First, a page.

By Dean Carroll
The luxurious resort, the five-star meals, the expensive suits, the million dollar smiles and the obligatory family photo shoot to conclude proceedings. It can only be the G8, which we now learn is to be hosted by Russia next in Sochi, in June. What with all the fanfare and media frenzy that always surrounds the Group of Eight conference, the question never asked is – why does a collective, which is supposed to include the world’s leading economies, operate without the likes of China, India and Brazil?
Is Italy, a G8 stalwart, really a more important global player than these emerging giants? Not to mention the CIVETS – Colombia, Indonesia, Vietnam, Egypt, Turkey and South Africa. In addition, MIST – Mexico, Indonesia, South Korea and Turkey – and the Next Eleven – Bangladesh, Egypt, Indonesia, Iran, Mexico, Nigeria, Pakistan, Philippines, Turkey, South Korea and Vietnam – have been identified by Goldman Sachs as having the potential to become key players in the 21st century. Some have even talked of a G100 meeting eventually becoming the norm. Recently, the legendary BRICs – Brazil, Russia, India and China – acronym inventor Jim O’Neill came up with another: MINT for Mexico, Indonesia, Nigeria and Turkey.
One thing is for sure. It makes no sense to talk fine words about tax transparency and other pertinent issues solely among the G8 when the rest of the world is not part of the conversation. Hoping for other nations simply to follow suit as if by osmosis, when they have not even been part of the dialogue, suggests a certain arrogance. Developed nations in the West, and the intergovernmental organs they dominate, have failed to keep pace with geopolitical power shifts towards the East when it comes to membership, voting rights and so on.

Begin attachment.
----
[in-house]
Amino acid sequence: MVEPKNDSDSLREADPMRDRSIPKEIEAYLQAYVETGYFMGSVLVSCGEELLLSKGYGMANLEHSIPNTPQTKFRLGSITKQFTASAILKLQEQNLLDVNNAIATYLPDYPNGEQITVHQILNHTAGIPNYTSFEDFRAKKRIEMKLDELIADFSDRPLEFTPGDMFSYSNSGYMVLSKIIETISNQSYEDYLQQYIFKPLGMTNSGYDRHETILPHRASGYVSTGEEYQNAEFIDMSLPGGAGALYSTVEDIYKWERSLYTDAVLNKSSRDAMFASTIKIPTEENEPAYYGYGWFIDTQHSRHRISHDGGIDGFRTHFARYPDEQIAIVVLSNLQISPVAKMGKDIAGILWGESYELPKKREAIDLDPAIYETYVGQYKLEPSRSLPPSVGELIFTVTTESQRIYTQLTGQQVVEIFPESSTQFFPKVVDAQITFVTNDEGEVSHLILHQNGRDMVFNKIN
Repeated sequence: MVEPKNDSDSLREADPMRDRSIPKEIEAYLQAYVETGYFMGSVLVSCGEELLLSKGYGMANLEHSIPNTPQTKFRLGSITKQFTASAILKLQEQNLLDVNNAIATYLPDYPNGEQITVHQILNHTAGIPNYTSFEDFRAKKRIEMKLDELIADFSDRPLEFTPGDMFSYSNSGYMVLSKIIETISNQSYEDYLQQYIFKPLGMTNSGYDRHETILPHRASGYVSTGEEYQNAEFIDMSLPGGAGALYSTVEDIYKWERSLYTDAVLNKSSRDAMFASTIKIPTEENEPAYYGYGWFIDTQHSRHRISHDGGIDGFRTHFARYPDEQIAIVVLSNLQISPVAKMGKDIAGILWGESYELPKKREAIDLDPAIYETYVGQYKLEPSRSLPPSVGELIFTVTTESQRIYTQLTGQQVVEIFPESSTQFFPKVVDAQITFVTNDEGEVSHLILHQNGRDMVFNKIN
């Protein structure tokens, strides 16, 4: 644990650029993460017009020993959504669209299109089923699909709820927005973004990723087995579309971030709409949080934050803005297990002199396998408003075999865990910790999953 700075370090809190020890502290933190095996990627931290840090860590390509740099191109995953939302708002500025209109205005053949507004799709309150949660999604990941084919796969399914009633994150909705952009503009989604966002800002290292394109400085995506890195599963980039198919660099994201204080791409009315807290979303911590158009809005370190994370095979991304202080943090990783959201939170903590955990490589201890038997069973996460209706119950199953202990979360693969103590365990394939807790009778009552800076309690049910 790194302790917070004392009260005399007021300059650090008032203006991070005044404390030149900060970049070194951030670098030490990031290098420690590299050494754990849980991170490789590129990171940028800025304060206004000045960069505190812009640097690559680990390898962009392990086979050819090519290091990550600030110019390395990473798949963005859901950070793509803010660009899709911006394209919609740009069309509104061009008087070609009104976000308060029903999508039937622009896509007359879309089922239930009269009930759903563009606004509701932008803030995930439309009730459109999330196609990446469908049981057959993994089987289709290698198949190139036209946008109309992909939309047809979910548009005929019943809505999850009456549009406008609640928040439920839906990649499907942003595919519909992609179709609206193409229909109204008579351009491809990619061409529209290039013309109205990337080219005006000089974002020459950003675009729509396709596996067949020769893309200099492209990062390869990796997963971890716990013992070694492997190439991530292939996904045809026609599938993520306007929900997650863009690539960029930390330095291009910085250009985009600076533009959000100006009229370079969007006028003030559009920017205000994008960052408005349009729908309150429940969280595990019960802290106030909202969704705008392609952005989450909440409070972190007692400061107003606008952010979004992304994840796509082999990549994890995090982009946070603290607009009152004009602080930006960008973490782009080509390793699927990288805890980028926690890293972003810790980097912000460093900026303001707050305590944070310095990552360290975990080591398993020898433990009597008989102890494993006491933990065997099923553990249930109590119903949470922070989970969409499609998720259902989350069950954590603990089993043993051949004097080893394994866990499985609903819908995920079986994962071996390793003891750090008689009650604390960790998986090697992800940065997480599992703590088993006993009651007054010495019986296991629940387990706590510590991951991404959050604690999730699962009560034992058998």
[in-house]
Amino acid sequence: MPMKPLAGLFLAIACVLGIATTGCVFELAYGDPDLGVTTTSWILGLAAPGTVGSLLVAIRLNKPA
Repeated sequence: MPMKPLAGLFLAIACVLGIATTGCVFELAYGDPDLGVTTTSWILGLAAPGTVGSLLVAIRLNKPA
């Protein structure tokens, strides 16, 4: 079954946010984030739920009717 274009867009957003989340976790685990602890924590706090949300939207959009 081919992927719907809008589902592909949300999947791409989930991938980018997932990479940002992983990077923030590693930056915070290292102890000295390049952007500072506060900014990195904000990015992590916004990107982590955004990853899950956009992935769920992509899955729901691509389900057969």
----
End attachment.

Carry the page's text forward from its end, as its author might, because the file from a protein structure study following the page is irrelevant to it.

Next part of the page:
The United Nations, World Bank, G8, World Trade Organisation and more are all guilty of the same sin. All are living in the past. The world has moved on from Bretton Woods. Trying to maintain the fragile and toothless status quo of Western dominance just will not do in what some scholars are predicting will be the Asian century.
A stubborn adherence to the way things were may give Western leaders a warm feeling inside every time they meet for some fine dining at international summits. But it certainly will not result in any practical or workable solutions to global problems. As things stand, our intergovernmental organisations are not fit for purpose. Even when something bold and radical is agreed, the participants quickly row back on the commitments after the favourable headlines have been won and the last summit truffle digested.
Once the enormity of the task ahead comes into view and it dawns on summit participants that they have no jurisdiction over the scores of other countries not in the room when negotiations are taking place, all we are left with is a bad taste in the mouth. Just try to remember one recent G8 triumph, if you can. One morsel of progress that makes all the cost and the glad-handing worthwhile. It is probable that you will be unable to put your finger firmly on even a single win.
So let us stop the pretence now. The G8 can solve precisely nothing in isolation. As long as they continue to alienate themselves from the emerging powers, such international groupings will be found wanting. Enjoy the glistening spectacle of the G8 following the Sochi Winter Olympics but just remember it is nothing more than that – a triumph of style over substance.
Dean Carroll is editor of Policy Review. Follow him on Twitter @poljourno and follow Policy Review @Policyrev